Understanding Alzheimer's behavior
A person with Alzheimer's disease may sometimes act in ways that are upsetting or seem aggressive. He or she may hit, scratch, or fight with the caregiver. This does not always happen. But if it does, it is likely to be when the person is in the middle stage of Alzheimer's disease. This stage can last for up to four years.
These actions can be upsetting and are often hard for caregivers to manage. It helps to have a plan. One that many people find easy to remember is called ABC. Here is what this means:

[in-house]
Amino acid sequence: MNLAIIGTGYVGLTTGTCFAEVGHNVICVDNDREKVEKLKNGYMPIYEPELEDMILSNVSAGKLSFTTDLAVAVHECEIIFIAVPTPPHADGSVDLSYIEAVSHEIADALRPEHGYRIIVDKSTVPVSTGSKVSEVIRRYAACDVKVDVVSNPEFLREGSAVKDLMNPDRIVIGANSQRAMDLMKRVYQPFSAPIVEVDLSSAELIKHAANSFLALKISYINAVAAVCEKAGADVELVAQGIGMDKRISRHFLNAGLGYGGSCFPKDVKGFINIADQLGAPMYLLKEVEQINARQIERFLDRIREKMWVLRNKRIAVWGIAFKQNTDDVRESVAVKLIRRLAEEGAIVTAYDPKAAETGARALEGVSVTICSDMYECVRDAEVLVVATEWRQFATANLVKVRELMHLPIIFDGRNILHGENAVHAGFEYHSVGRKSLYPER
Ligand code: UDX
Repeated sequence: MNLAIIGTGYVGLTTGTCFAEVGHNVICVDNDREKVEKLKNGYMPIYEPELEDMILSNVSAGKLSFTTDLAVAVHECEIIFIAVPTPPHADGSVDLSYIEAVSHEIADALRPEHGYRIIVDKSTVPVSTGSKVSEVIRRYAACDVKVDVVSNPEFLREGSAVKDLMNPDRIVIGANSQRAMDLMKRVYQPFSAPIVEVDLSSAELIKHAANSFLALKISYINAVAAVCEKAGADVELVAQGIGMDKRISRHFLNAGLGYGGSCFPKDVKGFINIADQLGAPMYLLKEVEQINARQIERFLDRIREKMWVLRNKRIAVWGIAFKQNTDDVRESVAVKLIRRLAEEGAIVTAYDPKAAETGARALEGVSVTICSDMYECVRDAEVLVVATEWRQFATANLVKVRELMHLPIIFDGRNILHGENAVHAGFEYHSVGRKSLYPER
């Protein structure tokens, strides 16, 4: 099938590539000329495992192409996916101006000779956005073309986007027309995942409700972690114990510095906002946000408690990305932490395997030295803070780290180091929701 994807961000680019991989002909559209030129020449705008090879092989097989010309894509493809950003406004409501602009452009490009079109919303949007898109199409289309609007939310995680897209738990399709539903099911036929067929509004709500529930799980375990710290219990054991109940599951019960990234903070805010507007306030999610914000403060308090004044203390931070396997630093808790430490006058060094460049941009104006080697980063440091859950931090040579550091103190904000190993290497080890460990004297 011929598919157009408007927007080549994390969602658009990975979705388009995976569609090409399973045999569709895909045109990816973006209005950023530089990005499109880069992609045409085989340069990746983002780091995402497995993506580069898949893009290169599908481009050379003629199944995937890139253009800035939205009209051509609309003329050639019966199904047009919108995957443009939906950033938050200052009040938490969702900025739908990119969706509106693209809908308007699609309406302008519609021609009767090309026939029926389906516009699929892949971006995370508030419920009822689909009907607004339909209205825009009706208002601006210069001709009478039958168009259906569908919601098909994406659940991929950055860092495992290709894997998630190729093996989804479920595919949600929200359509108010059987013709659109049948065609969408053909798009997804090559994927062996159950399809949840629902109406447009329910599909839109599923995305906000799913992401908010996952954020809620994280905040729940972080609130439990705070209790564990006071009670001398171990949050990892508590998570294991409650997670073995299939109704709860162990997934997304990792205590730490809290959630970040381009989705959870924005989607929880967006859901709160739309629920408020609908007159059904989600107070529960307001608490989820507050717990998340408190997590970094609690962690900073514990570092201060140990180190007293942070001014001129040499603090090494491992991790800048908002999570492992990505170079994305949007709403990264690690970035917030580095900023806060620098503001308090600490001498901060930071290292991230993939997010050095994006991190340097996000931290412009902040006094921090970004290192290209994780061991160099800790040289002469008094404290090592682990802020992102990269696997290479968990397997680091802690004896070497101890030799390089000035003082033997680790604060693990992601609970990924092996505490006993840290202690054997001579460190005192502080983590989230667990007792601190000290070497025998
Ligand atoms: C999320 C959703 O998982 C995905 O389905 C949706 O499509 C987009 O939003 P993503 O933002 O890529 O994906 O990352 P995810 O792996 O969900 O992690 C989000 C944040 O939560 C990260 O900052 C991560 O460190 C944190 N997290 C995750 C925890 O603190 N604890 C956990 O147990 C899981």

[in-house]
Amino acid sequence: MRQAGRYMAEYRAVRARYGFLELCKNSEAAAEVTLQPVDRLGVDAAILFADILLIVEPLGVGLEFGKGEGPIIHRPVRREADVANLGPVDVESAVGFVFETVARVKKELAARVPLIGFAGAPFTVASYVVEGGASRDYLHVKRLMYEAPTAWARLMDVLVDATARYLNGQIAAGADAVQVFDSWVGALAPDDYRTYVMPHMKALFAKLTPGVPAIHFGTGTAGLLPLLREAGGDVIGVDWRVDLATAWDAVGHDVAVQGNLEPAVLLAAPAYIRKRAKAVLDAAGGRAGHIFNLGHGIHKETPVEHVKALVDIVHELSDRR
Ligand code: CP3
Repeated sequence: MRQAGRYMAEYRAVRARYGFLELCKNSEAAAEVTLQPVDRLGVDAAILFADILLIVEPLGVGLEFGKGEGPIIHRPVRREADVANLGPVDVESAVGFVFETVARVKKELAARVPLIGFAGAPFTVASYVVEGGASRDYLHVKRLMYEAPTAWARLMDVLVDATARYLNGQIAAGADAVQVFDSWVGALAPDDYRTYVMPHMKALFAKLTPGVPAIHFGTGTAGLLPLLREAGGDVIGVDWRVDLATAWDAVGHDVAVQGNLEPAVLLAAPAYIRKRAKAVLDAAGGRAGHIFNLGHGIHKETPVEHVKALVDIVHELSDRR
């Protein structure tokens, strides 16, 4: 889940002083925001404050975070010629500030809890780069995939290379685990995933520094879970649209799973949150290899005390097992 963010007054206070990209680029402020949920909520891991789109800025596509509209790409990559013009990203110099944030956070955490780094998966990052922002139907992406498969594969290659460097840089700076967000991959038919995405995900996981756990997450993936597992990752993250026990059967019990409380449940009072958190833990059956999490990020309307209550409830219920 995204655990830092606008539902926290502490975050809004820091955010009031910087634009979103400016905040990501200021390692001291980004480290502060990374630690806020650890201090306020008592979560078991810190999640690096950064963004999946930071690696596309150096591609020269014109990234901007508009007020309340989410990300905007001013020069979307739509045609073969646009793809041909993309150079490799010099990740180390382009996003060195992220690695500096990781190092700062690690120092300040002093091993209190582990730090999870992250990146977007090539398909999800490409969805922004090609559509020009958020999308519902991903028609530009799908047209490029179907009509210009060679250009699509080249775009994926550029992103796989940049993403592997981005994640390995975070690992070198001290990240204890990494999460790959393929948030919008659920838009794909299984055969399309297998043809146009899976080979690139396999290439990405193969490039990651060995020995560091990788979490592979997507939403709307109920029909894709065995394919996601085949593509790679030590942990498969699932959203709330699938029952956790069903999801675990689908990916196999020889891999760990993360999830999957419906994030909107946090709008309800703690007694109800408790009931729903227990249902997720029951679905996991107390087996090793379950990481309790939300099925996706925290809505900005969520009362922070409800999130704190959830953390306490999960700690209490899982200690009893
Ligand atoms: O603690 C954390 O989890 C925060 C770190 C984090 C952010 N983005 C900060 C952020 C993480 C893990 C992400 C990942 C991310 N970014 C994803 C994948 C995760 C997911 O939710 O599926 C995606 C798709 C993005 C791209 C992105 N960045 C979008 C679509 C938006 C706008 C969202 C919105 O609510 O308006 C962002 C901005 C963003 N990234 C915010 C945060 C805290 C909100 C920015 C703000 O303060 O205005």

A means Antecedent. This refers to events that happen just before an upsetting action.
B is the Behavior. This means any upsetting or aggressive action done by the person who has Alzheimer's disease.
C refers to the Consequence. This includes events that happen after the behavior. Sometimes, these events can make the situation worse.
A person with Alzheimer's disease cannot be rushed. Rushing usually leads to behavioral problems that can be avoided.
(Taken from Caregiver Assistance News)